Les Misérables stands alone as a mountain we (as an organization) didn’t know we could climb, and the reward was very sweet from the community response to the experience of just looking at each other and reading in each others’ eyes, “I can’t believe we did it!” My favorite personal accomplishment was Always…Patsy Cline for the sheer volume of music, the intimacy of our two-person cast and the band, and playing such an incredibly beloved figure.


WP: What advice would you give to someone who’s looking to get more involved in the community?


JD: Local, local, local. Take a break from satellite radio and cable news. I’ve learned to laugh when people tell me they’ve never heard of SEACT, or frankly any arts or local opportunities. Our local media do such a nice job of supporting us through news and event coverage, both the old-fashioned way – print and broadcast – and digitally. I’m an analytical person so I’m going to grab the chamber directory and local publications and see what organizations are here and what’s going on. That’s kind of nerdy, so for someone else, I would ask what they enjoy doing and seeing. You might even revisit something that made you happy as a younger person. If you are making time for yourself and/or your family to engage locally, there are an incredible amount of service, civic, and arts opportunities. Visit Dothan (DACVB) is doing a nice job of calendarizing local events, and most of them are hosted by non-profits who would love a volunteer or two. Finally, if you are attending a local church, many of them do a great job of service outside the church walls.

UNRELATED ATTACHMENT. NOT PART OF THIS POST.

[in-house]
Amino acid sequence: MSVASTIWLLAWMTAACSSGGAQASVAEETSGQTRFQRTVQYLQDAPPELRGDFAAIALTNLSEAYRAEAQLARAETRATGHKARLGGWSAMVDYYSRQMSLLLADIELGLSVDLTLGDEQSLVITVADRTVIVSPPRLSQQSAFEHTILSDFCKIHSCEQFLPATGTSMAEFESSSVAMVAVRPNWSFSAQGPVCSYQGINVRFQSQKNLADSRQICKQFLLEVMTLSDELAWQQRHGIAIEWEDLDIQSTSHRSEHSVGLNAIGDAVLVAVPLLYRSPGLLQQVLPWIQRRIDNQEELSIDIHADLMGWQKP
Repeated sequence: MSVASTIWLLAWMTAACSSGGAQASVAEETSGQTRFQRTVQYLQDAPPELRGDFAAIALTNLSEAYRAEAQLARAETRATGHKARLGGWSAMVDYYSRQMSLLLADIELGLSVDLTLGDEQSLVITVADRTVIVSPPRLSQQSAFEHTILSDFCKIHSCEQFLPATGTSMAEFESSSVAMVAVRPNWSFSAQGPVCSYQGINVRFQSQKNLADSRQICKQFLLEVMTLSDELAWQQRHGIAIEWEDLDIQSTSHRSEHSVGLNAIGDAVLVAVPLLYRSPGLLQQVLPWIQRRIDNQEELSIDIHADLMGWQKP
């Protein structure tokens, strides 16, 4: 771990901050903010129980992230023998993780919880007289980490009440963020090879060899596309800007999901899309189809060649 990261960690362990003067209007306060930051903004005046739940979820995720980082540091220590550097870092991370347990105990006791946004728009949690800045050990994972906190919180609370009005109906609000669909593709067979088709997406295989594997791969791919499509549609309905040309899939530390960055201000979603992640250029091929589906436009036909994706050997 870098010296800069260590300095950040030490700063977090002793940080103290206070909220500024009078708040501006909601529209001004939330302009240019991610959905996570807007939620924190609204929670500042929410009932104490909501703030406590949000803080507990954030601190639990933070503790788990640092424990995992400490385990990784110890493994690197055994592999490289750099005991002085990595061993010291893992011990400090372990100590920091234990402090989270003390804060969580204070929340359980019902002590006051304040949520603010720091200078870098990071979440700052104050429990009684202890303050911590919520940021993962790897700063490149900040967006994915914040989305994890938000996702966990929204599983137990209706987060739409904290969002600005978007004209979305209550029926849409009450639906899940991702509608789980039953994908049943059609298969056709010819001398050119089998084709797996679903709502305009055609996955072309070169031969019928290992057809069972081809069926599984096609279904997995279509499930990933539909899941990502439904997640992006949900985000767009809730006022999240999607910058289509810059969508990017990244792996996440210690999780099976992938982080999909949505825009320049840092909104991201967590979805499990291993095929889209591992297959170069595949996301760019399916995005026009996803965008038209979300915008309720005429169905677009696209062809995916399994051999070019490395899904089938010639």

WP: You and your husband are now ‘empty nesters.’ How do you think that’s changed your family dynamics?


JD: Don’t you mean, “How’s the party?” j/k It has been a transition, and every stereotype you can think of is justified. Our home revolved around raising the children for 20 years, and now they aren’t here for the most part. There was a pandemic, which I’m not sure has any historical comparison in our generation. We have been lucky, and resilient as a family, with Piper and Collin making the best of their weird circumstances. For Mike and I, we are astounded at the gained mental bandwidth. It’s like 20 years of tunnel vision, and now our peripheral vision is back. Color! Sound! Flavor! Did the fridge always make that noise? What’s behind the piano? Clearly, we have some other things to focus on now.


WP: How was it for you sending your last baby off to college? Was it different from your first?


JD: I won’t say the experiences were identical, but they had a lot of similarities. The tears, the tapering off of phone calls, the learning curve of shipping Amazon textbooks to the school rather than to Dothan. (Hot tip, kids: Always check the shipping address on your order!) When we left Piper at Mississippi State, Collin was a sophomore in high school, and had achieved all the independence that comes with that age. So, while he lived at home, we really didn’t see him that much. It made his move to Samford, I think, a little easier for me. But I do miss them both, terribly!


WP: Now that your kids are all out of the house, is there something you’ve been unable to do that you’re looking forward to getting involved in?


JD: We jumped the gun a little bit, but Mike and I had always wanted to do a SEACT show together. Through the years we were intentional about carving out opportunities for each other that didn’t overlap so at least one of us was still available for the children’s activities. Last summer, after Collin’s graduation and during the height of the pandemic, we did a small show called God of Carnage. It was a small cast, crew, and audience out of necessity. We were married to different people, but still got to experience the show together. I hope we can do that more often. What I have looked most forward to, though, is being able to escape for a night or more without concern for homework and tests, school breaks, cheer competitions, and soccer games. Parents’ lives are scheduled down to the minute, and there is considerable freedom when those parameters loosen up.